“The idea of this new award invokes a comparison to a not too dissimilar situation from ours today that arose in England in 1665,” Abouraddy says. “A plague spread in England that led all universities to shut down and send their students home. One of these students was the young Isaac Newton, who made use of the down time to further his research.”
The DOD award, named in honor of Sir Isaac Newton’s achievements in mathematics, optics and gravitation during the Great Plague of London in 1665, sought “transformative ideas” to resolve challenges, advance frontiers, and set new paradigms in research of immense potential benefit to the DOD and the nation at large during the COVID-19 pandemic.
Abouraddy’s research will focus on his revolutionary work on spacetime particle wave packets, a new class of matter in motion.
The proposed project is an extension of the space work recently done at CREOL on a class of laser beams that has unique properties not shared by common laser beams. For instance, spacetime laser wave packets can be made to travel at controllable ‘group’ velocities, which is the speed of the peak of the pulse, and they follow different rules when they refract, that is when they pass through different materials.
Abouraddy plans on applying these new insights to matter rather than to light waves. Since elementary particles, such as electrons, are also ‘wave’ phenomena from the perspective of quantum mechanics, these specks of matter can be made to travel in ways that were unanticipated by Newton in his classic formulation of the laws of motion, he says.
“I thought the idea I proposed was too adventurous,” Abouraddy says. “But now seeing the other awardees from some of the top universities in the nation, it turns out that my idea was in the same class of transformative proposals that push boundaries at the cutting edge of research.”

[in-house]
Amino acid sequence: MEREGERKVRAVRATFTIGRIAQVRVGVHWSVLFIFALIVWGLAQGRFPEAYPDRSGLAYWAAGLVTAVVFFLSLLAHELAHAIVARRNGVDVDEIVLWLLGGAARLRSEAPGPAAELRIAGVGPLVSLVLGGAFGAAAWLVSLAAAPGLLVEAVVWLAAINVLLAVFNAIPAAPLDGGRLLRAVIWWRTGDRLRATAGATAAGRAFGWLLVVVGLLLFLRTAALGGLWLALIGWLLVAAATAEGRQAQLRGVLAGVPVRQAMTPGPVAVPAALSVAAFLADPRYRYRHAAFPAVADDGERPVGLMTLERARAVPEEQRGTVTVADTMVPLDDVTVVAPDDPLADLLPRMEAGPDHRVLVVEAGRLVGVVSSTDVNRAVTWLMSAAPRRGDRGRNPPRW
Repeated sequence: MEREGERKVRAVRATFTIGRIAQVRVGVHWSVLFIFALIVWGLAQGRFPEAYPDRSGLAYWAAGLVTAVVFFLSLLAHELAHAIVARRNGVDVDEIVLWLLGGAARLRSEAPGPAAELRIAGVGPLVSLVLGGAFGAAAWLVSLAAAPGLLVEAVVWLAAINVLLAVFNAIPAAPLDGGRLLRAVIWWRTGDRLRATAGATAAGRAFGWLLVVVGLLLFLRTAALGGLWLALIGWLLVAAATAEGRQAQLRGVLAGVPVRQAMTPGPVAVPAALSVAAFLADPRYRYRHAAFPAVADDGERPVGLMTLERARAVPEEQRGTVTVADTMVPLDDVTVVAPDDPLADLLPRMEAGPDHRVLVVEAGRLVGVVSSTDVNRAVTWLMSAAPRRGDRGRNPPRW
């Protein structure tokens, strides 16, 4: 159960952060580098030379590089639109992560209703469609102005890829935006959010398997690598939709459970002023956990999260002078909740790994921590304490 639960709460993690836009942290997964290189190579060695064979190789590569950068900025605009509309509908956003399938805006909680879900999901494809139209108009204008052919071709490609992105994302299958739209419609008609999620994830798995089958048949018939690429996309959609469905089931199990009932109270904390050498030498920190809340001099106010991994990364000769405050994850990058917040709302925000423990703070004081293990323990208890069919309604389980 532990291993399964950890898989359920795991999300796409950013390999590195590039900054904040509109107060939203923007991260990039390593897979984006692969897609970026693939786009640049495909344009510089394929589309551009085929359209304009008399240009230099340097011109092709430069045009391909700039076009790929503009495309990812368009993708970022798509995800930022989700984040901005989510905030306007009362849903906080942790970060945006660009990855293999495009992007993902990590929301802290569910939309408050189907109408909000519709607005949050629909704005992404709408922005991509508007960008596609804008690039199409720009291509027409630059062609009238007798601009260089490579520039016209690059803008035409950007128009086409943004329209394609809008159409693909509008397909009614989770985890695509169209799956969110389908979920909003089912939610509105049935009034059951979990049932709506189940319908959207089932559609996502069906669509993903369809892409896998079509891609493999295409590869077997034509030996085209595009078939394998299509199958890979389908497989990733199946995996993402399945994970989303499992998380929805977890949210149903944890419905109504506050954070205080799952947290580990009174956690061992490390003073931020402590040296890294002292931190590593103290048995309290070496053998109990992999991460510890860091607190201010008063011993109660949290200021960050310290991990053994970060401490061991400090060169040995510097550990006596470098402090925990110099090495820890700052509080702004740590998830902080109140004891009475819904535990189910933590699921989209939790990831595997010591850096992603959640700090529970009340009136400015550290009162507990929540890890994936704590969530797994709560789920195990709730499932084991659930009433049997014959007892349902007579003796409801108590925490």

“It’s a true honor to be among only 13 awardees across all the scientific disciplines whose research was considered important in setting new paradigms for the nation during the COVID-19 pandemic.”
“It’s a true honor to be among only 13 awardees across all the scientific disciplines whose research was considered important in setting new paradigms for the nation during the COVID-19 pandemic,” he says.
The award challenged researchers to propose novel conceptual frameworks or theory-based approaches that used analytical reasoning, calculations, simulations and thought experiments. The competition was open to affiliated researchers from degree-issuing institutions of higher education accredited in, and having a campus located in the U.S., its territories and possessions, as well as researchers from University Affiliated Research Centers.
DOD received 548 proposals for the Newton Award. The proposals came from 184 institutions spread across 41 states and the District of Columbia. Proposals spanned topic areas ranging from applied mathematics and quantum physics to the social sciences and disease ecology and were reviewed by subject-matter experts in the DOD, other U.S. government agencies and the academic community.
Besides UCF, the selected projects will be led by researchers at Brown University; Massachusetts Institute of Technology; Stanford University; Syracuse University; University of California, Los Angeles; University of California, San Diego; University of Michigan; and University of New Mexico.
Each project will receive $50,000 over a six-month period of performance, and Newton Award recipients will brief the Office of the Under Secretary of Defense for Research and Engineering leadership at the end of the award period of performance.
Abouraddy received his doctorate in electrical engineering from Boston University and worked as a postdoctoral researcher at the Massachusetts Institute of Technology. He joined UCF in 2008.